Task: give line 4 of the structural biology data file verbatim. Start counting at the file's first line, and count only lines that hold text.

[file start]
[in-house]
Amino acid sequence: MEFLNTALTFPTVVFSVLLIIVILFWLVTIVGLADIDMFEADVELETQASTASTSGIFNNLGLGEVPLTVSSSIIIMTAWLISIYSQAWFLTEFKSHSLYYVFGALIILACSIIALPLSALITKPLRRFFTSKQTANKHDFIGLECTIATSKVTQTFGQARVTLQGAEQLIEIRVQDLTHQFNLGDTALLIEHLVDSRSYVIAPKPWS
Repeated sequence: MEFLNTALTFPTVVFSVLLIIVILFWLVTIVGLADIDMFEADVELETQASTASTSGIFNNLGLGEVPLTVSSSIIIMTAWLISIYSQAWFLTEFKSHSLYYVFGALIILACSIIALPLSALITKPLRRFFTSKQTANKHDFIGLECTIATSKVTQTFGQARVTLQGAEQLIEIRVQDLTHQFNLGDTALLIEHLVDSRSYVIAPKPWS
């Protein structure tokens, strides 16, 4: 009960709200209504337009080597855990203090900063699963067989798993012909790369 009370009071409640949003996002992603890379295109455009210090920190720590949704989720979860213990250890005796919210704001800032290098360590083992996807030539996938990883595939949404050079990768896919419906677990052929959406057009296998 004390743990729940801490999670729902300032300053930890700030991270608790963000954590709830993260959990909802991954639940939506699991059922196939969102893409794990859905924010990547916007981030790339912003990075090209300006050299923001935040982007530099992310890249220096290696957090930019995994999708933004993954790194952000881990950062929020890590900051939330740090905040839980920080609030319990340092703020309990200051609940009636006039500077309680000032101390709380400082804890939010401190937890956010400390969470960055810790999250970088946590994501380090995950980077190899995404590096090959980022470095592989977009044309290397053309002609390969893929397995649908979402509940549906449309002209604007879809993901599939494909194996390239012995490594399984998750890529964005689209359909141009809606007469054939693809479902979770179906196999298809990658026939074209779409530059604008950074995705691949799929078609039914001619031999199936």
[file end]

């Protein structure tokens, strides 16, 4: 009960709200209504337009080597855990203090900063699963067989798993012909790369 009370009071409640949003996002992603890379295109455009210090920190720590949704989720979860213990250890005796919210704001800032290098360590083992996807030539996938990883595939949404050079990768896919419906677990052929959406057009296998 004390743990729940801490999670729902300032300053930890700030991270608790963000954590709830993260959990909802991954639940939506699991059922196939969102893409794990859905924010990547916007981030790339912003990075090209300006050299923001935040982007530099992310890249220096290696957090930019995994999708933004993954790194952000881990950062929020890590900051939330740090905040839980920080609030319990340092703020309990200051609940009636006039500077309680000032101390709380400082804890939010401190937890956010400390969470960055810790999250970088946590994501380090995950980077190899995404590096090959980022470095592989977009044309290397053309002609390969893929397995649908979402509940549906449309002209604007879809993901599939494909194996390239012995490594399984998750890529964005689209359909141009809606007469054939693809479902979770179906196999298809990658026939074209779409530059604008950074995705691949799929078609039914001619031999199936």